Next, he introduced the second story based on the work of Anton Chekhov, “The Drop of Water.” The segment began with a nurse named “Helen” being called to dress the corpse of a rich elderly medium for whom she provided care in life. So far, it was nothing I couldn’t handle. When Helen arrived at the medium’s house, suddenly it got scary. Very scary. First, the body is shown in a wide-shot lying in slumped position on the bed surrounded by meowing cats. Abruptly, the camera zooms in – accompanied by a well-placed musical sting – to reveal the most horrible face I had ever seen in my entire life up to that point. Complete with the requisite ratty crazy-old lady-hair, the corpse’s grisly clench-toothed stare terrified me. The expression can only be described as a combination of sadness and fear. Her glassy eyes were wide open. It was the first time I had seen this in a movie and the implications disturbed me. The thought that people could die with their eyes open had never once before occurred to me. Up until then, I thought that when people died it was just like they were sleeping.  The nurse in the film was just as alarmed as me and closed the dead woman’s eyes with the palm of her hand. In the very next cutaway, they were open again. I began to sweat. Poor Little Teddy was shaking in my clammy hands.

A housekeeper explains to Helen that the medium died during a séance while in a trance. Despite this warning, greed gets the better of Helen and, once alone with the corpse, she steals a valuable-looking ring from the medium’s index finger. Almost immediately, strange things start to happen. A glass of water falls off a table. Drip…. drip….. drip… echoes on the film’s soundtrack and a buzzing fly lands on the exact finger where the ring was removed only moments before. Visibly shaken (and obviously now cursed), Helen finishes the job and returns home to enjoy the rest of her quiet evening. A pulsing light blinks on and off from outside the window. She begins to notice a sound. Drip… drip… drip… The sequence slowly builds the tension until, after investigating every possible source, she is finally driven completely mad with terror when confronted by the corpse of the dead medium rocking back and forth with a cat on her lap in a chair in her bedroom. Slowly, the corpse rises and moves towards her, extending its arms as the camera pushes in on its hideous, uncompromising face. The next morning, Helen is found dead, having choked herself to death. On her face: an expression of abject fear. On her finger: a small injury in place of the stolen ring. I breathed a sigh of relief when it was over. It was the scariest movie ever.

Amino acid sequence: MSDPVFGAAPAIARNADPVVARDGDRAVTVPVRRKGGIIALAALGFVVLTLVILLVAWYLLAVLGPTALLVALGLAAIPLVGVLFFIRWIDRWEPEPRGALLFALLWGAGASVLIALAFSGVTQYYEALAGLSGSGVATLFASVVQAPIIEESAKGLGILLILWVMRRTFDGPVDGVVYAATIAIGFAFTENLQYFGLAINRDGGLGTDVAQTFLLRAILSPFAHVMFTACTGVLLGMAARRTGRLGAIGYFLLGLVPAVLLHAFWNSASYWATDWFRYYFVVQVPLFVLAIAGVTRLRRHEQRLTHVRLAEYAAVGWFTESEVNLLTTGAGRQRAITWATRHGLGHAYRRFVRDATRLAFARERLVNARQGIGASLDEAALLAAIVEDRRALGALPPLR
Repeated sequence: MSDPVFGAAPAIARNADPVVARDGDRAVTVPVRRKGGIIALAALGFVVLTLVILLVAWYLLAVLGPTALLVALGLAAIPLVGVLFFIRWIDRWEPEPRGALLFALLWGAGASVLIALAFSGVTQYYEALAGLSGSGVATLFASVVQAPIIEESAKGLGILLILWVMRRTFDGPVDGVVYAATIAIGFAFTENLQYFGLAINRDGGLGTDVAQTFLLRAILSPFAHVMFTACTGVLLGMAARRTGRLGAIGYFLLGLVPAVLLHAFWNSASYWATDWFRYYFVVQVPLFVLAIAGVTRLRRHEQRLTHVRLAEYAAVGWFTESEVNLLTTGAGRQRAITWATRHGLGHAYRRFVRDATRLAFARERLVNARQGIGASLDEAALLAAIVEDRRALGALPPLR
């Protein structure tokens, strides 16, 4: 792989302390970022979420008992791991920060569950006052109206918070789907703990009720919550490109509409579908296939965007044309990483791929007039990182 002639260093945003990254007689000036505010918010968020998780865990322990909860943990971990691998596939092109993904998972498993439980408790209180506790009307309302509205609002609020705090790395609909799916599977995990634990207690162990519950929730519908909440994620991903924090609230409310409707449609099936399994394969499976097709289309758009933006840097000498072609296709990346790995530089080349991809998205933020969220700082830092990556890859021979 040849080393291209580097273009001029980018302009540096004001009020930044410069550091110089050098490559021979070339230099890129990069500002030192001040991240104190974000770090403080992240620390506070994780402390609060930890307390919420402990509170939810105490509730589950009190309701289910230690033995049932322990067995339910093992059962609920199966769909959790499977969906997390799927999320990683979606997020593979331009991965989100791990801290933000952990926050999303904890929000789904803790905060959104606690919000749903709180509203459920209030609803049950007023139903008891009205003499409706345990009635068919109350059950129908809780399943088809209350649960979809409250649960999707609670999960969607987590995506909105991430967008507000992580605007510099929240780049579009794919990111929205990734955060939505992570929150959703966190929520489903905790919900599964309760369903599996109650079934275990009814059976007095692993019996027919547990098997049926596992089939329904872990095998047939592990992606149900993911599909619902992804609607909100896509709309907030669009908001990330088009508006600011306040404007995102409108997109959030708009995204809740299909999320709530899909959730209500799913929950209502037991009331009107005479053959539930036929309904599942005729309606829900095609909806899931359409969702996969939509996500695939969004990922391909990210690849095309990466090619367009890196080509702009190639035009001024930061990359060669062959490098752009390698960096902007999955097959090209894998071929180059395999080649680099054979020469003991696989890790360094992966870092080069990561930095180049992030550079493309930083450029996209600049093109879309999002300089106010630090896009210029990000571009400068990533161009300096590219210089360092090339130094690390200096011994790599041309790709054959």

The third story was a bit of relief, but also very good. “The Wardalak” features Boris in the lead role as the patriarch of a family who, after having gone out to hunt a known vampire, returns past the appointed time. At first the family is reluctant to let him in, having been warned not to as he would now surely be one of the undead, but they ultimately relent. Of course, Grandpa isn’t Grandpa anymore. He uncharacteristically orders his favourite dog to be slaughtered for barking at him and later bites his favorite grandchild, a rather creepy looking little boy who becomes even creepier after his own transformation. The scene where he sits outside the family’s house and begs to come in from the cold is chilling. “The Wardalak” is filled with terrific performances and a foreboding sense of tragedy born of filial piety. The film ends with a revealing shot of Karloff riding on a pretend horse on the movie’s sound stage. I was blown away.